Securing a hybrid cloud deployment is difficult for the common sense reason that you are on the hook for managing at least two separate environments that have different vulnerabilities.

On-prem IT requires dedicated staff and continuous capital expenditures to maintain. Keeping it secure is entirely on the company. It’s a lot of work, and of course no one wants manual maintenance done during business hours, so how dedicated is that IT staff?

Then you also have to address the security issues that come with working in a public cloud environment. AWS Security, Azure Security, and Google Cloud Security are all tremendous, but customers retain certain key security responsibilities. These require in-house staff that understand each service and how to make sure it is working as intended.

There are also the second-order problems created by the connection of these different environments. Moving information and applications between private and public clouds creates opportunities for attackers and accidents.

The daily movement of data between environments is a lot to manage safely, and cloud migrations for companies with big data are known for being complex and expensive.

If it sounds like a lot to manage, it is.

Done right, however, you can leverage the different characteristics of on-prem and cloud environments to improve one another.

In other words, the key to hybrid cloud security is to utilize the strengths of each environment to cancel out the cons of others.

Here’s how to get started.

4 Best Practices for Hybrid Cloud Security

1. Don’t rush to the cloud

Anyone with a credit card can spin up a massive amount of cloud infrastructure. If it’s architected poorly, disaster lies ahead.

Take time to build a proper foundation. Make sure those in charge of setting up cloud environments know how to use the built-in audit, governance, and security capabilities from day one. They need to understand how cloud security differs from on-premise security, and have a plan to execute strategies for both.

Don’t believe the hype about “seamless” or “effortless” migrations, even if you are only moving partial operations to the cloud. There is going to be a tremendous amount of work on your end, no matter what.

Vendors like AWS, for example, have done a lot to help make these transitions easier, but at the end of the day, the design and maintenance of these environments is on the customer. They’ve laid out how to secure the cloud according to the AWS Well-Architected Framework. It’s up to you to enact these principles according to your specific needs.

2. Understand shared responsibility for security

In order to safely use public cloud resources, especially if you are linking them to your on-premise infrastructure, you need to understand all relevant shared responsibility models.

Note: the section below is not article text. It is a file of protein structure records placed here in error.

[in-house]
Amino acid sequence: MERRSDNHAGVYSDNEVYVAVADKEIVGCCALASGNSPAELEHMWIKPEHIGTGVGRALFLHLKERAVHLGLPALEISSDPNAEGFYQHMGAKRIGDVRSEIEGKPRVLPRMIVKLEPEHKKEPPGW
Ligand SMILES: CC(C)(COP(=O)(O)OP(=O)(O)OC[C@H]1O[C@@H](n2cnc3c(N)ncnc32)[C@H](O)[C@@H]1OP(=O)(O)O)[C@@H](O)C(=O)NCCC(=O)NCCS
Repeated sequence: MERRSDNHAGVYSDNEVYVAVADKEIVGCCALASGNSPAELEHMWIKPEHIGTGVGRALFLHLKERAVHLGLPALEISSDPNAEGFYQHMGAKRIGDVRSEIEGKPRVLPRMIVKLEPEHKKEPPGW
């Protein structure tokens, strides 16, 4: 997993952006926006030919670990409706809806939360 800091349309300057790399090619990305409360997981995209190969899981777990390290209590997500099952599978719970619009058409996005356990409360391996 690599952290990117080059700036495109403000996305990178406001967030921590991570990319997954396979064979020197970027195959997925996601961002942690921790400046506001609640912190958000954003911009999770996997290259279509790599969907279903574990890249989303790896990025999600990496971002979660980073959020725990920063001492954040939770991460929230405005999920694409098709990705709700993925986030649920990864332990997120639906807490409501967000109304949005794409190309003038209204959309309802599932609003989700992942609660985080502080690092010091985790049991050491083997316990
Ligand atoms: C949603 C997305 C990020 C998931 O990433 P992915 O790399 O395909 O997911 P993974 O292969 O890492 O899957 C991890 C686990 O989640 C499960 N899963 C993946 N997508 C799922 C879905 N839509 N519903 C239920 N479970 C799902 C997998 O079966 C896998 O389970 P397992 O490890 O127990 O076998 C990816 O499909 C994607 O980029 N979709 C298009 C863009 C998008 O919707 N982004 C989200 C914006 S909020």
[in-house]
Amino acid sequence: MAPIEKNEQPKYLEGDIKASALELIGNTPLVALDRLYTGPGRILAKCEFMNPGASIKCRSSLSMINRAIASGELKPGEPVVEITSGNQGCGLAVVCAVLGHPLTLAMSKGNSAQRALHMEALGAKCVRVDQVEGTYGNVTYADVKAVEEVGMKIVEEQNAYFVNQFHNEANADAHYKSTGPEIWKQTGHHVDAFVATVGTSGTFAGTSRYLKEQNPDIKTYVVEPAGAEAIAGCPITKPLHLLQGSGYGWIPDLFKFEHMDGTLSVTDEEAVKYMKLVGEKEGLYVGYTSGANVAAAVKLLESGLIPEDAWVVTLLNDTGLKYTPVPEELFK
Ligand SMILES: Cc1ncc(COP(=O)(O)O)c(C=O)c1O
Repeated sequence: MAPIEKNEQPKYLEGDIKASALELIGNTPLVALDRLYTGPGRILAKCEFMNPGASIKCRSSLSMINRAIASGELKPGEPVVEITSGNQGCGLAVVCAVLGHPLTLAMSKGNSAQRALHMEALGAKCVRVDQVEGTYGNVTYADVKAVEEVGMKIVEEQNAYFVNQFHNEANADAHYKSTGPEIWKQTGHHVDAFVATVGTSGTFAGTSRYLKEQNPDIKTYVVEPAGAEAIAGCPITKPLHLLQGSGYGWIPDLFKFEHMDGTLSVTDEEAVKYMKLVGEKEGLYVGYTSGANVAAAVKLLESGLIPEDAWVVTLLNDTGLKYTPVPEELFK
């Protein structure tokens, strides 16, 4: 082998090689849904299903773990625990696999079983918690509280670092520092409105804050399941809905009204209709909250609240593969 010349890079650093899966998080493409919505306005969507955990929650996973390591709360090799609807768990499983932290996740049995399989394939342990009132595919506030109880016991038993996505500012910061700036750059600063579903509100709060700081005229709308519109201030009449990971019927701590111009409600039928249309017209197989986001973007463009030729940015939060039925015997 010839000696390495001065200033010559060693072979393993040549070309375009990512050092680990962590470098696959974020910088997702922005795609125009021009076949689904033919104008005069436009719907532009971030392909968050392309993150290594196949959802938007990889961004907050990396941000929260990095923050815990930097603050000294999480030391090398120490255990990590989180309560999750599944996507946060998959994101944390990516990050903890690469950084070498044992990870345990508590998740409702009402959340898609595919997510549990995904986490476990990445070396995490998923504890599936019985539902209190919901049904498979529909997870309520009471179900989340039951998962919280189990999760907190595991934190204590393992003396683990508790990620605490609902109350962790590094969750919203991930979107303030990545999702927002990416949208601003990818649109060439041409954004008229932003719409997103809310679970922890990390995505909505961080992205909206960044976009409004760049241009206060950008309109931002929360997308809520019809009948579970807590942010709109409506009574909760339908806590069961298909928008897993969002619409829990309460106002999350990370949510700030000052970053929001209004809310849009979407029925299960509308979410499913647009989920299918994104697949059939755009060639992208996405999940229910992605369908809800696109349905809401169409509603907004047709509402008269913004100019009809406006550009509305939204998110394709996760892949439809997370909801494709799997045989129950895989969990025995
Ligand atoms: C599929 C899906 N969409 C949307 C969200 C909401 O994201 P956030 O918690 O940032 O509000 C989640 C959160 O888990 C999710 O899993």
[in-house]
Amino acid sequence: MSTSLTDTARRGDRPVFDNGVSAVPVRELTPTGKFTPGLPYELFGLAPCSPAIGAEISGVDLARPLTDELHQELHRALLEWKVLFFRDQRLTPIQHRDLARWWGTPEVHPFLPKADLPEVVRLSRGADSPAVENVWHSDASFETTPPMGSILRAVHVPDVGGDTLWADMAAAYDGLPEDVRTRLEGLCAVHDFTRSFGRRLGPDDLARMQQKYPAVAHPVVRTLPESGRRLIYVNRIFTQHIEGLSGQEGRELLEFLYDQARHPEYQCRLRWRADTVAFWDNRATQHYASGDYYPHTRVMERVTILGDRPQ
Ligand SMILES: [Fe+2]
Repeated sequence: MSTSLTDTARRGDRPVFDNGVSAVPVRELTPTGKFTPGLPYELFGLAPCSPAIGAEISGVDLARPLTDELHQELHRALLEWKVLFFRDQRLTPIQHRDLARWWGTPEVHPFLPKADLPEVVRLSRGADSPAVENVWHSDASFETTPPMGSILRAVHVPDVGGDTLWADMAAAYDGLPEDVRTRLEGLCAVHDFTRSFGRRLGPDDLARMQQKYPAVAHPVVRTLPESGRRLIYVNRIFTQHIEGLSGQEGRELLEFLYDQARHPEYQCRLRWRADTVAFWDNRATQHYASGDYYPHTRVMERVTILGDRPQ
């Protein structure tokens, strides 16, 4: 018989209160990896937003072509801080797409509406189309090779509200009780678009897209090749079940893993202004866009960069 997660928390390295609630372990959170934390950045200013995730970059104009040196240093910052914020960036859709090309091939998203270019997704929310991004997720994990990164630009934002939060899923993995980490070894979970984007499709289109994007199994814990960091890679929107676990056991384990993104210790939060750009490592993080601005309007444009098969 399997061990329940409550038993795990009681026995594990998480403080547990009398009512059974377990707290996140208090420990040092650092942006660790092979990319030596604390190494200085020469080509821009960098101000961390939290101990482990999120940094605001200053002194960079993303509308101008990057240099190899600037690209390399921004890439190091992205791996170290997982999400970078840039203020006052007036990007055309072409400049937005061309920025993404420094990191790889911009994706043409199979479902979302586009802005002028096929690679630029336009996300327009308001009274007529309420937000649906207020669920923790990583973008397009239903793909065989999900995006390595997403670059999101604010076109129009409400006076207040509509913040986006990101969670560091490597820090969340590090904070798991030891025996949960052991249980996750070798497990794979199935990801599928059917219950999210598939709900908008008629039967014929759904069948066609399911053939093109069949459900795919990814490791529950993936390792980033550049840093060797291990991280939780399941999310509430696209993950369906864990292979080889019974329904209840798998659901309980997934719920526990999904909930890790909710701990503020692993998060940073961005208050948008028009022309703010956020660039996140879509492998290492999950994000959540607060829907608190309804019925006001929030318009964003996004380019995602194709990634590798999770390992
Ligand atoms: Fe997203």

Looking at IBM, for example, you can see that the level of responsibility generally varies with each type of service:

It’s critical to understand where the vendor’s responsibility ends and your begins. Many vendors provide tools and services to help you secure each layer. IBM Cloud Security can completely outfit an organization with everything they need, but it won’t be free.

Ensure that you have the tools to provide security across all of your environments. Because hybrid cloud security typically involves on-premises resources, you should have systems in place to protect bare metal on up.

3. Centralize cybersecurity ops

This is best practice, regardless of whether you are cloud, multi-cloud, or hybrid.

Your IT security team needs to have complete and legible information about everything that is happening. Even a small business has thousands of network events each day. For a large organization, this number jumps into the millions.

Be sure to leverage tools like Azure Security Center, which do a lot of the aggregation and analysis for you. At the same time, Azure Security Center may only cover your Azure deployments, and hybrid cloud security requires coverage for all of your public cloud and on-prem resources.

You may need additional tools to cover your entire perimeter, but you still want to be able to identify and address issues from a single console.

The best cloud security companies offer tools that centralize oversight across complex organizations. They tie into all of your services, on-premise or cloud, and deliver reports on key metrics, as well as high-fidelity, prioritized alerts about potentially dangerous activities.

4. Continually monitor and improve security posture

Once you have a centralized console to manage cybersecurity operations, you need to ensure that it is monitored 24/7/365. Much of the legwork can be accomplished through automation, but you will want to continually assess the performance of your hybrid cloud security.

Consider gamedays, penetration testing, faux-phishing attacks and other techniques to test each layer of your security.

As with any deployment, the human layer of your security is likely the most vulnerable. Make sure that employees understand the importance of identity and access management, as well as their role in ensuring the health of the overall IT ecosystem.